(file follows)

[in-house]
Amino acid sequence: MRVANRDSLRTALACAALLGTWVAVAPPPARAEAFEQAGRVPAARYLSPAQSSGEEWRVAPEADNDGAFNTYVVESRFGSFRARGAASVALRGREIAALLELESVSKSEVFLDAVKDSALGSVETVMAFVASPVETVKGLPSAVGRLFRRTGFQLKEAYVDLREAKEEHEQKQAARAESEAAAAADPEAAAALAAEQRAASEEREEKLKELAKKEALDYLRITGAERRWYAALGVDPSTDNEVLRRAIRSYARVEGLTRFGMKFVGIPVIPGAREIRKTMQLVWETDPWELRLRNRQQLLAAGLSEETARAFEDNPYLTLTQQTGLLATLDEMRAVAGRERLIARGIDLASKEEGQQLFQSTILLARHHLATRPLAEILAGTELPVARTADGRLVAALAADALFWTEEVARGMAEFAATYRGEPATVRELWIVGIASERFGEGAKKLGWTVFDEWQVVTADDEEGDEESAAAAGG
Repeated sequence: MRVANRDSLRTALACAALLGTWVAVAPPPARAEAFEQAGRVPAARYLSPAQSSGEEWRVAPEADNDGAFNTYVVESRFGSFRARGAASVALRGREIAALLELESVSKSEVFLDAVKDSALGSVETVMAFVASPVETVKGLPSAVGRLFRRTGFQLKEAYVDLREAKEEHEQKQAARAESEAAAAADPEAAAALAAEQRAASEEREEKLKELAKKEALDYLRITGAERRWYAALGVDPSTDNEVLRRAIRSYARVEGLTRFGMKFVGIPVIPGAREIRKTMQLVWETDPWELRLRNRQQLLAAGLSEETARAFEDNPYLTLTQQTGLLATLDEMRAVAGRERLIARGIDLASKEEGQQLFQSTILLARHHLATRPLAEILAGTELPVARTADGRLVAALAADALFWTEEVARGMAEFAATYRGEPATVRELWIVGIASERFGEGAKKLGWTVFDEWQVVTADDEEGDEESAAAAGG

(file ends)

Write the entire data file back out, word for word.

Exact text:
[in-house]
Amino acid sequence: MRVANRDSLRTALACAALLGTWVAVAPPPARAEAFEQAGRVPAARYLSPAQSSGEEWRVAPEADNDGAFNTYVVESRFGSFRARGAASVALRGREIAALLELESVSKSEVFLDAVKDSALGSVETVMAFVASPVETVKGLPSAVGRLFRRTGFQLKEAYVDLREAKEEHEQKQAARAESEAAAAADPEAAAALAAEQRAASEEREEKLKELAKKEALDYLRITGAERRWYAALGVDPSTDNEVLRRAIRSYARVEGLTRFGMKFVGIPVIPGAREIRKTMQLVWETDPWELRLRNRQQLLAAGLSEETARAFEDNPYLTLTQQTGLLATLDEMRAVAGRERLIARGIDLASKEEGQQLFQSTILLARHHLATRPLAEILAGTELPVARTADGRLVAALAADALFWTEEVARGMAEFAATYRGEPATVRELWIVGIASERFGEGAKKLGWTVFDEWQVVTADDEEGDEESAAAAGG
Repeated sequence: MRVANRDSLRTALACAALLGTWVAVAPPPARAEAFEQAGRVPAARYLSPAQSSGEEWRVAPEADNDGAFNTYVVESRFGSFRARGAASVALRGREIAALLELESVSKSEVFLDAVKDSALGSVETVMAFVASPVETVKGLPSAVGRLFRRTGFQLKEAYVDLREAKEEHEQKQAARAESEAAAAADPEAAAALAAEQRAASEEREEKLKELAKKEALDYLRITGAERRWYAALGVDPSTDNEVLRRAIRSYARVEGLTRFGMKFVGIPVIPGAREIRKTMQLVWETDPWELRLRNRQQLLAAGLSEETARAFEDNPYLTLTQQTGLLATLDEMRAVAGRERLIARGIDLASKEEGQQLFQSTILLARHHLATRPLAEILAGTELPVARTADGRLVAALAADALFWTEEVARGMAEFAATYRGEPATVRELWIVGIASERFGEGAKKLGWTVFDEWQVVTADDEEGDEESAAAAGG